2014 2-3Gb was common
2016 4-8gb was common but a lot of cheap cards have 6gb (1060) and 1070 8gb was the best buy i think
2018 average was 8gb
1.5-2x increase over 2 years.
2023 average gaming cards 8Gb-12Gb....RTX 3060-3070 just 8gb??? 4070-4080 12gb
So i think in 2022-2023 an average video card should have at least 12-16gb vram.
Intel A750-RTX3060-4060-RX6700-RX7600 should have at least 12-16gb vram (no need for 6-8gb modells). And never should run out of vram 1440p even with RT.

Your numbers are pretty spot on, 2016 there were cards in the $270 - $320 price range (where most users buy) with between 4GB and 8GB of VRAM.

I would only change 2023 from 8-12GB to 8GB as the average. You have to spend at least $500 on the Nvidia side to get more than 8GB of VRAM (and that comes with the caveat that you are getting a 4060 Ti, which is a tiny chip with a tiny memory bus). Even on the AMD side you have to spend $450 to get more than 8GB unless you go last gen. Most people cannot afford to spend more that much money on a GPU alone so they are forced to 8GB and by extension the average remains at 8GB.

It's the largest stagnation in VRAM size the industry has ever seen. We've had affordable 8GB cards since 2016 and new cards are coming out today with the same 8GB at even higher prices in 2023. It's not like memory prices are high either, they are dirt cheap. Nvidia could certainly add more memory to it's cards but that would cut into their 70% gross margins and customers wouldn't be forced to upgrade so often.
 
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Computing requirements are like goldfish: they grow to fill their environment. As capability increases, there's less incentive to write more-efficient programs, as the greater muscle enables the target performance. It also becomes more difficult to program for efficiency as the programs in question become more complex (or bloated if you're feeling unkind). Run a 5-10 year old version of a given piece of software, and I'll wager you'll be surprised at how snappy it feels. On the surface, there's no technical reason this should be the case. The most recent version of Adobe Reader, for instance, doesn't do anything markedly different from Reader 2020. They even simplified the UI. And yet, navigating the newer version feels like you're behind two VMs and a bad VPN.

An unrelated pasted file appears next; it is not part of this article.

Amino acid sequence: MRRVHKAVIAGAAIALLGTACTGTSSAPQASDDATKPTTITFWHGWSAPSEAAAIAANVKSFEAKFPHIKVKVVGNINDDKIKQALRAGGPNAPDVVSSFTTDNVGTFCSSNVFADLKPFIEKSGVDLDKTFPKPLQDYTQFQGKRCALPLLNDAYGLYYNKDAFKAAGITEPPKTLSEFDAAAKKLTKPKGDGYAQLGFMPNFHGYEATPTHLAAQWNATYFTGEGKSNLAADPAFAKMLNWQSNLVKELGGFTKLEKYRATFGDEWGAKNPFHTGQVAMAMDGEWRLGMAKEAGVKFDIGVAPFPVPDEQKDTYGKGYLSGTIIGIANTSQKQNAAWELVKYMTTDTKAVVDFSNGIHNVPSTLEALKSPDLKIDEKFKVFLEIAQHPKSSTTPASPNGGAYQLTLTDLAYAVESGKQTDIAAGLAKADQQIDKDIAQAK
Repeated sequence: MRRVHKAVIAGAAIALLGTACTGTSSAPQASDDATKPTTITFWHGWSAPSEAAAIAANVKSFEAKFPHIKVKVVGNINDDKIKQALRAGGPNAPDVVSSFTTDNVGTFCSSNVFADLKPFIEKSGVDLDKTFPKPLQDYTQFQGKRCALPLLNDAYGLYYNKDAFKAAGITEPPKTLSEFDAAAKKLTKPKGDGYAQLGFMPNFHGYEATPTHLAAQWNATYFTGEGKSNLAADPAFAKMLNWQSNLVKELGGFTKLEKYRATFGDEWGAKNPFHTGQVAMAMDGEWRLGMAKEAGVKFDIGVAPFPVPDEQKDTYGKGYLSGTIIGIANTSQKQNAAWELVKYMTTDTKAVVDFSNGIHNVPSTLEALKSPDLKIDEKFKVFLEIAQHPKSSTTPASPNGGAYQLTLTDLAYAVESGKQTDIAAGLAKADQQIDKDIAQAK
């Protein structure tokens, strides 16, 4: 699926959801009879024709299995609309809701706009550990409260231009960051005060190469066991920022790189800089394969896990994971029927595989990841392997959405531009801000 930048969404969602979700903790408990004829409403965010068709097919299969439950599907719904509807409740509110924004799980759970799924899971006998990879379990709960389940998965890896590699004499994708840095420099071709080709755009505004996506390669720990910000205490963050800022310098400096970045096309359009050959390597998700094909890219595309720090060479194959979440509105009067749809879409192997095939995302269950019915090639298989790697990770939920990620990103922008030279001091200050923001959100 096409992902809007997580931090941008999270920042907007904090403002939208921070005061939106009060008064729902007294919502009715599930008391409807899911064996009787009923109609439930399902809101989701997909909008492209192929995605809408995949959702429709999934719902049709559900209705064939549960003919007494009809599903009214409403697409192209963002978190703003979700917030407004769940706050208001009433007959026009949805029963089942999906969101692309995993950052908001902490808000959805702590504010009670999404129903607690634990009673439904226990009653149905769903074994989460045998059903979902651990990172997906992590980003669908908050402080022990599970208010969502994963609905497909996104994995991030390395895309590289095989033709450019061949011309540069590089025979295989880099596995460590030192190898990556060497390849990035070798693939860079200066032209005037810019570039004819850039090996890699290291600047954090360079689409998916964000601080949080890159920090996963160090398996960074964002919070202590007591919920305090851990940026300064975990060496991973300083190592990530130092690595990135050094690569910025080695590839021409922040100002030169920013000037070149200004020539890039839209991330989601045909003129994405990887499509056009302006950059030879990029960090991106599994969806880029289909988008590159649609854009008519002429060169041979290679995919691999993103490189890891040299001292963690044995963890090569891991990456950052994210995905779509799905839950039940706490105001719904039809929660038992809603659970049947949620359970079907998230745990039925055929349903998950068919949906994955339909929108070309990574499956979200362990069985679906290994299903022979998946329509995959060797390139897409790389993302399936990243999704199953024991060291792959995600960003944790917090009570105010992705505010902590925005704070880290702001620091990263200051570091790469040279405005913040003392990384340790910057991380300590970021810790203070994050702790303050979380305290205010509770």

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then?Guild Wars 2 launched in 2012 and it was an MMO, which means it has to cater the weakest systems out there.

MMOs have to be able to run on a toaster to attract a large audience. I remember back when I did play GW2 it used about 3GB of VRAM on max settings. It's not surprising that it could go down to 256 MB VRAM, given many MMO players still had cards with that much VRAM at the time. That said it was always a stutter-fest in world v world v world even on an SSD with the fastest processor with an overkill GPU (game was mostly CPU bound). It does use significantly more main system memory though, 8GB on average.

So is it crazy that an MMO from 2012 could work on 256 MB VRAM and 8 GB main system memory? No, it's expected that MMOs will cater to lower specs akin to how RPG Maker games do (they only require 512 MB memory in total).



Let's assume you have an underpowered GPU, say it can run games at 40 FPS ultra settings. Not that great right. You might consider that GPU underpowered but that same GPU without enough VRAM will dip down to 29 FPS with massive frame spikes. The experience of the latter is vastly worse objectively. On top of that, if the user wants to they can enable DLSS (with or without frame-gen). Those technologies will help the card with more VRAM, which will now be able to get above 60 FPS and potentially even 120 FPS if they enable frame generation. Meanwhile the VRAM strapped card can enable these technologies too, only they don't help because the card simply doesn't have enough VRAM so the frame-rate goes slightly up but the frame-spikes are still terrible and the experience is aweful.